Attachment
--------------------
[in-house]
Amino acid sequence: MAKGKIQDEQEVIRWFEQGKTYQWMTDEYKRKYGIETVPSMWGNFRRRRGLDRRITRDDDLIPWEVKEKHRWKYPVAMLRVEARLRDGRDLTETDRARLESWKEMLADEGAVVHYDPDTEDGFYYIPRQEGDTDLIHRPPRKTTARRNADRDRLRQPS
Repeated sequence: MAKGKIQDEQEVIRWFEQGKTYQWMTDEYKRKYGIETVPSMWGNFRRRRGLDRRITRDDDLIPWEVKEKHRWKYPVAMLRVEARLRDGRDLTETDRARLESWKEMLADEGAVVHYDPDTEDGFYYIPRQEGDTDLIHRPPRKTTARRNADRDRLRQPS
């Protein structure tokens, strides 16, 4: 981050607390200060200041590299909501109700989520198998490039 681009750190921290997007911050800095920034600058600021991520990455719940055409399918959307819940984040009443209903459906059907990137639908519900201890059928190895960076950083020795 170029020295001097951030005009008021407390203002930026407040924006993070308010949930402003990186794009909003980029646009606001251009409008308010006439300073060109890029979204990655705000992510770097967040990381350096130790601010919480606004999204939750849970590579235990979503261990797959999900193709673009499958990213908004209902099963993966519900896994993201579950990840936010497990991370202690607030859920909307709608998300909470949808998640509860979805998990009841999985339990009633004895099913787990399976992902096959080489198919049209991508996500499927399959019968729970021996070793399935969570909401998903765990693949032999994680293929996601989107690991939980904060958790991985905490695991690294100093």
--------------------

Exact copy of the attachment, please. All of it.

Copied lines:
[in-house]
Amino acid sequence: MAKGKIQDEQEVIRWFEQGKTYQWMTDEYKRKYGIETVPSMWGNFRRRRGLDRRITRDDDLIPWEVKEKHRWKYPVAMLRVEARLRDGRDLTETDRARLESWKEMLADEGAVVHYDPDTEDGFYYIPRQEGDTDLIHRPPRKTTARRNADRDRLRQPS
Repeated sequence: MAKGKIQDEQEVIRWFEQGKTYQWMTDEYKRKYGIETVPSMWGNFRRRRGLDRRITRDDDLIPWEVKEKHRWKYPVAMLRVEARLRDGRDLTETDRARLESWKEMLADEGAVVHYDPDTEDGFYYIPRQEGDTDLIHRPPRKTTARRNADRDRLRQPS
């Protein structure tokens, strides 16, 4: 981050607390200060200041590299909501109700989520198998490039 681009750190921290997007911050800095920034600058600021991520990455719940055409399918959307819940984040009443209903459906059907990137639908519900201890059928190895960076950083020795 170029020295001097951030005009008021407390203002930026407040924006993070308010949930402003990186794009909003980029646009606001251009409008308010006439300073060109890029979204990655705000992510770097967040990381350096130790601010919480606004999204939750849970590579235990979503261990797959999900193709673009499958990213908004209902099963993966519900896994993201579950990840936010497990991370202690607030859920909307709608998300909470949808998640509860979805998990009841999985339990009633004895099913787990399976992902096959080489198919049209991508996500499927399959019968729970021996070793399935969570909401998903765990693949032999994680293929996601989107690991939980904060958790991985905490695991690294100093």